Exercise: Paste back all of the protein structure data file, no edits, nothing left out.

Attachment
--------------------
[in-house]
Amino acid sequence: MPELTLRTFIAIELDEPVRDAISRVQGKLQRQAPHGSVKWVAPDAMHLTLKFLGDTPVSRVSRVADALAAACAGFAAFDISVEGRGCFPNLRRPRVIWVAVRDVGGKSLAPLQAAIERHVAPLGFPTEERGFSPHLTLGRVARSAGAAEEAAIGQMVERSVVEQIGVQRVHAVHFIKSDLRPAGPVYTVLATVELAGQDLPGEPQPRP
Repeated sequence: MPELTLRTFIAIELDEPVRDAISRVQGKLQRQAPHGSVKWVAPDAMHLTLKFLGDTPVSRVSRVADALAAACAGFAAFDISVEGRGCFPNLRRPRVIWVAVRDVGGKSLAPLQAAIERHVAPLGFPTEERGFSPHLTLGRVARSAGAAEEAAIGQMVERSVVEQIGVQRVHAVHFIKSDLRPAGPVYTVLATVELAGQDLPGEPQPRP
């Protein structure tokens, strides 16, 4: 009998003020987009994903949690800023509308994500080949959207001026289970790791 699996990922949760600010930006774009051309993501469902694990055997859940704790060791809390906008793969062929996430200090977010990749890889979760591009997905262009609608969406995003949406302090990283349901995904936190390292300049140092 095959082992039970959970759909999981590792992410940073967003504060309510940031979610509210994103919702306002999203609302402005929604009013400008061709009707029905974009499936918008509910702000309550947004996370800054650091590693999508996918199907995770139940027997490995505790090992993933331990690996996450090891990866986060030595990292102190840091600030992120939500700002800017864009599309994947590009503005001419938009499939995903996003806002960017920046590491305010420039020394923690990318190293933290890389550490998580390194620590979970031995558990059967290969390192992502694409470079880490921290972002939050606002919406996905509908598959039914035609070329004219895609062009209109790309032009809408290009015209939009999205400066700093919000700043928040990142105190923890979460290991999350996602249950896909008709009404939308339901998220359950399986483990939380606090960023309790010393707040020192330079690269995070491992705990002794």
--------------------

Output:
[in-house]
Amino acid sequence: MPELTLRTFIAIELDEPVRDAISRVQGKLQRQAPHGSVKWVAPDAMHLTLKFLGDTPVSRVSRVADALAAACAGFAAFDISVEGRGCFPNLRRPRVIWVAVRDVGGKSLAPLQAAIERHVAPLGFPTEERGFSPHLTLGRVARSAGAAEEAAIGQMVERSVVEQIGVQRVHAVHFIKSDLRPAGPVYTVLATVELAGQDLPGEPQPRP
Repeated sequence: MPELTLRTFIAIELDEPVRDAISRVQGKLQRQAPHGSVKWVAPDAMHLTLKFLGDTPVSRVSRVADALAAACAGFAAFDISVEGRGCFPNLRRPRVIWVAVRDVGGKSLAPLQAAIERHVAPLGFPTEERGFSPHLTLGRVARSAGAAEEAAIGQMVERSVVEQIGVQRVHAVHFIKSDLRPAGPVYTVLATVELAGQDLPGEPQPRP
């Protein structure tokens, strides 16, 4: 009998003020987009994903949690800023509308994500080949959207001026289970790791 699996990922949760600010930006774009051309993501469902694990055997859940704790060791809390906008793969062929996430200090977010990749890889979760591009997905262009609608969406995003949406302090990283349901995904936190390292300049140092 095959082992039970959970759909999981590792992410940073967003504060309510940031979610509210994103919702306002999203609302402005929604009013400008061709009707029905974009499936918008509910702000309550947004996370800054650091590693999508996918199907995770139940027997490995505790090992993933331990690996996450090891990866986060030595990292102190840091600030992120939500700002800017864009599309994947590009503005001419938009499939995903996003806002960017920046590491305010420039020394923690990318190293933290890389550490998580390194620590979970031995558990059967290969390192992502694409470079880490921290972002939050606002919406996905509908598959039914035609070329004219895609062009209109790309032009809408290009015209939009999205400066700093919000700043928040990142105190923890979460290991999350996602249950896909008709009404939308339901998220359950399986483990939380606090960023309790010393707040020192330079690269995070491992705990002794």